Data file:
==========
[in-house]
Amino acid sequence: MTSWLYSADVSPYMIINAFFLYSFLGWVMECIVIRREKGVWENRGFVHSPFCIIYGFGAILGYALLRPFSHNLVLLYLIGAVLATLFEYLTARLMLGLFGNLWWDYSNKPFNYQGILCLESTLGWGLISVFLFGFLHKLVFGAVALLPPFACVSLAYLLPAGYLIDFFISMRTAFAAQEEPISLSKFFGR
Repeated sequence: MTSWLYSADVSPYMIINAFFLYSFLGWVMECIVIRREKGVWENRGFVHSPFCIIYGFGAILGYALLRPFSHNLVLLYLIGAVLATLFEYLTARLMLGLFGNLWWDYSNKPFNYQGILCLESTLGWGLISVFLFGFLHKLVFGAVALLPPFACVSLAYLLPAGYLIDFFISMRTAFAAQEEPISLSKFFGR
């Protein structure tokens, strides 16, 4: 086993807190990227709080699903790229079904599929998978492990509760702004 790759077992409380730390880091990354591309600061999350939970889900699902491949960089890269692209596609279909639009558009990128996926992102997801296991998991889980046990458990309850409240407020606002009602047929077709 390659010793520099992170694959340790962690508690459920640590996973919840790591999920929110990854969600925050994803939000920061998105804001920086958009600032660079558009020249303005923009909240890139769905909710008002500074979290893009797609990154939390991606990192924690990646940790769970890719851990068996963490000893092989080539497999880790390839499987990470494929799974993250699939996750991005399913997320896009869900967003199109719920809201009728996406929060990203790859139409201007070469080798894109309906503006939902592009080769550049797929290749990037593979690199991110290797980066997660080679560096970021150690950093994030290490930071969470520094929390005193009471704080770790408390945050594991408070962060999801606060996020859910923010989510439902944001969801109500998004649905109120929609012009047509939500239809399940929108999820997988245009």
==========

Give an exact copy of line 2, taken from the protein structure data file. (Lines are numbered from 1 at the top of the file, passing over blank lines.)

Amino acid sequence: MTSWLYSADVSPYMIINAFFLYSFLGWVMECIVIRREKGVWENRGFVHSPFCIIYGFGAILGYALLRPFSHNLVLLYLIGAVLATLFEYLTARLMLGLFGNLWWDYSNKPFNYQGILCLESTLGWGLISVFLFGFLHKLVFGAVALLPPFACVSLAYLLPAGYLIDFFISMRTAFAAQEEPISLSKFFGR